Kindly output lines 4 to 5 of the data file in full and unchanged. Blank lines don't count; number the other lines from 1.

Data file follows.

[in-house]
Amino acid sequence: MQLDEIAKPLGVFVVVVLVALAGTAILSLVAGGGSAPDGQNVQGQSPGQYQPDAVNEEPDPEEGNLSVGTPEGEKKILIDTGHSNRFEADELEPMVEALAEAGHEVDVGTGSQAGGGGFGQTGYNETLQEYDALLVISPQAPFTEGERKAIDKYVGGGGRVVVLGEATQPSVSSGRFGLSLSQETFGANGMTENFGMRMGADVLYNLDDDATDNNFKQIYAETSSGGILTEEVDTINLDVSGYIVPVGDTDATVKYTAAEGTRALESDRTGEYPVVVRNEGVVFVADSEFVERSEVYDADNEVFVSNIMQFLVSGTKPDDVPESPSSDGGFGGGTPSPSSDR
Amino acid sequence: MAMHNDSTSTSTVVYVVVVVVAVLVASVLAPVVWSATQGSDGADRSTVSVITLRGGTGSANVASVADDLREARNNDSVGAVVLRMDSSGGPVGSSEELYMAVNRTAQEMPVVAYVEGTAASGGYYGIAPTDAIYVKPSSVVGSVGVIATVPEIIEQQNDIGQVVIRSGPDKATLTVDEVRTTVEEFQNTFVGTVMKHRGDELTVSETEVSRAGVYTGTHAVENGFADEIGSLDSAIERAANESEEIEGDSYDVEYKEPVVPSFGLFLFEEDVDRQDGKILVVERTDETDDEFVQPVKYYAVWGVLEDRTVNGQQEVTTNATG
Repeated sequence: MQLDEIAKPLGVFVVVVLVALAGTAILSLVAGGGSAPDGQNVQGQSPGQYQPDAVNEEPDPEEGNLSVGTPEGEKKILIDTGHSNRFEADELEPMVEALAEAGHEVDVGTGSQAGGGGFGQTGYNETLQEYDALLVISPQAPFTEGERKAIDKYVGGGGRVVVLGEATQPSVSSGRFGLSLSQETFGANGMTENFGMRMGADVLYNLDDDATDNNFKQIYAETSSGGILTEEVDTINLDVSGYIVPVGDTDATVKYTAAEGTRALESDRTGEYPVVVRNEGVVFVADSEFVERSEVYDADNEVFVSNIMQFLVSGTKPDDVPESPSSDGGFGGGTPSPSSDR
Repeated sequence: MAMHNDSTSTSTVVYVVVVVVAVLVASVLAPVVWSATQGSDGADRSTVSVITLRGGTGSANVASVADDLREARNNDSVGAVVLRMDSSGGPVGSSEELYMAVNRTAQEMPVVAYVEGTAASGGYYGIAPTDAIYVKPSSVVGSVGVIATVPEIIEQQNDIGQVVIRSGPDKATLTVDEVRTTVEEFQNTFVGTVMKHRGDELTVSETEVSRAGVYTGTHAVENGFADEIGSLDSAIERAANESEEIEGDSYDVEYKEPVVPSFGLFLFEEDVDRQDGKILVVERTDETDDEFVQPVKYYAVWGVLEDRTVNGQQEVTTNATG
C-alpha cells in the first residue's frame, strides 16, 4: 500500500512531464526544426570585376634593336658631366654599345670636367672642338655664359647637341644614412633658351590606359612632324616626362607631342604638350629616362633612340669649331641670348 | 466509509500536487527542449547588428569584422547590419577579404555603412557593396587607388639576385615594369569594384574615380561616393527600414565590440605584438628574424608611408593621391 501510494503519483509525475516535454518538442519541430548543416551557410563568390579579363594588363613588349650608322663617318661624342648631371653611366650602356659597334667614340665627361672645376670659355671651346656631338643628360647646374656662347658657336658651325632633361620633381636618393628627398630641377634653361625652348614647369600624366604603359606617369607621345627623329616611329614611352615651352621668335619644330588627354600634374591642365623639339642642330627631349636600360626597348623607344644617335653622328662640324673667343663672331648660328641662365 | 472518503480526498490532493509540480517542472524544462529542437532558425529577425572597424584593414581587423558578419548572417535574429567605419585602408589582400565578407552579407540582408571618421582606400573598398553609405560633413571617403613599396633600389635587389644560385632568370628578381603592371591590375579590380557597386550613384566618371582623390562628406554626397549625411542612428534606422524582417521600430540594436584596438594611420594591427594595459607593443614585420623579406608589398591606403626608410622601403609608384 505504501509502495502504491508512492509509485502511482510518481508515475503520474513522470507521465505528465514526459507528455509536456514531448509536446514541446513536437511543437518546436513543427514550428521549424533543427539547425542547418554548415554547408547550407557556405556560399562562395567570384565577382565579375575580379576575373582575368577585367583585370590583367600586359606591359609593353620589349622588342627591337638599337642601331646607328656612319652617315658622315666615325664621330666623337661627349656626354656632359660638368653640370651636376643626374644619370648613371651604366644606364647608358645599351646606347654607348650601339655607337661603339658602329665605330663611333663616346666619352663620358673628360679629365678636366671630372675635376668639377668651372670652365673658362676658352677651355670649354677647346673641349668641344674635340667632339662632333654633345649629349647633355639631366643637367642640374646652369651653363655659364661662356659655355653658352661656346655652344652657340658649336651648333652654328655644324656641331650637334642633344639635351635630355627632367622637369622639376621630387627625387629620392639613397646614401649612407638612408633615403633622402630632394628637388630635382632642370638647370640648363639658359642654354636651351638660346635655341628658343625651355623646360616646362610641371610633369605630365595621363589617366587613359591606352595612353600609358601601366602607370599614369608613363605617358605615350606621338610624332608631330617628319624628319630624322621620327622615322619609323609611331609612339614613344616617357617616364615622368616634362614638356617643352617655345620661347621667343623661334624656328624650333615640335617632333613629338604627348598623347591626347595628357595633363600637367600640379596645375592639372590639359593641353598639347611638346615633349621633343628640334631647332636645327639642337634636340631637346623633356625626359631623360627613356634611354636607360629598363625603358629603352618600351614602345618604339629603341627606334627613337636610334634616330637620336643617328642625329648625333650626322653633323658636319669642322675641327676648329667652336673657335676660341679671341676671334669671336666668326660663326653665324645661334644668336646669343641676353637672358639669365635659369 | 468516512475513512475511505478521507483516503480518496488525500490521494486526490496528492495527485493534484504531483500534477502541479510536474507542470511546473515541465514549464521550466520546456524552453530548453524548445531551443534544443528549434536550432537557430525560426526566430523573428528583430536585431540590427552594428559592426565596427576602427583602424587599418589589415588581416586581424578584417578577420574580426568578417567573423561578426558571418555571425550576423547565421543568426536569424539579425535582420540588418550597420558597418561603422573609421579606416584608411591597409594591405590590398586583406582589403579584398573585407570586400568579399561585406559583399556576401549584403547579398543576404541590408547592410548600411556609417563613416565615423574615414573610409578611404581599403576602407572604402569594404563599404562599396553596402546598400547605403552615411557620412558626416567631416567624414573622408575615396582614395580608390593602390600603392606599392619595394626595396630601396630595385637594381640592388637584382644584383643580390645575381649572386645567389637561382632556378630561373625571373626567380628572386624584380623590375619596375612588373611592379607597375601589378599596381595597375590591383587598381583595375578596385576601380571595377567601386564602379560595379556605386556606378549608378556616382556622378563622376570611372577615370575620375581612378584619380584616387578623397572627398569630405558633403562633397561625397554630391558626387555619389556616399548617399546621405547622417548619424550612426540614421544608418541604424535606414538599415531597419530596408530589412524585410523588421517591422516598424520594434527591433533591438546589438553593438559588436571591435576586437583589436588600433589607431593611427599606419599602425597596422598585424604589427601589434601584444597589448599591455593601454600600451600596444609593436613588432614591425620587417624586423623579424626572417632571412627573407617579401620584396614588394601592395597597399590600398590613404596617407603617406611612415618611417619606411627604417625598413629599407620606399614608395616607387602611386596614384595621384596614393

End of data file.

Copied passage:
Repeated sequence: MQLDEIAKPLGVFVVVVLVALAGTAILSLVAGGGSAPDGQNVQGQSPGQYQPDAVNEEPDPEEGNLSVGTPEGEKKILIDTGHSNRFEADELEPMVEALAEAGHEVDVGTGSQAGGGGFGQTGYNETLQEYDALLVISPQAPFTEGERKAIDKYVGGGGRVVVLGEATQPSVSSGRFGLSLSQETFGANGMTENFGMRMGADVLYNLDDDATDNNFKQIYAETSSGGILTEEVDTINLDVSGYIVPVGDTDATVKYTAAEGTRALESDRTGEYPVVVRNEGVVFVADSEFVERSEVYDADNEVFVSNIMQFLVSGTKPDDVPESPSSDGGFGGGTPSPSSDR
Repeated sequence: MAMHNDSTSTSTVVYVVVVVVAVLVASVLAPVVWSATQGSDGADRSTVSVITLRGGTGSANVASVADDLREARNNDSVGAVVLRMDSSGGPVGSSEELYMAVNRTAQEMPVVAYVEGTAASGGYYGIAPTDAIYVKPSSVVGSVGVIATVPEIIEQQNDIGQVVIRSGPDKATLTVDEVRTTVEEFQNTFVGTVMKHRGDELTVSETEVSRAGVYTGTHAVENGFADEIGSLDSAIERAANESEEIEGDSYDVEYKEPVVPSFGLFLFEEDVDRQDGKILVVERTDETDDEFVQPVKYYAVWGVLEDRTVNGQQEVTTNATG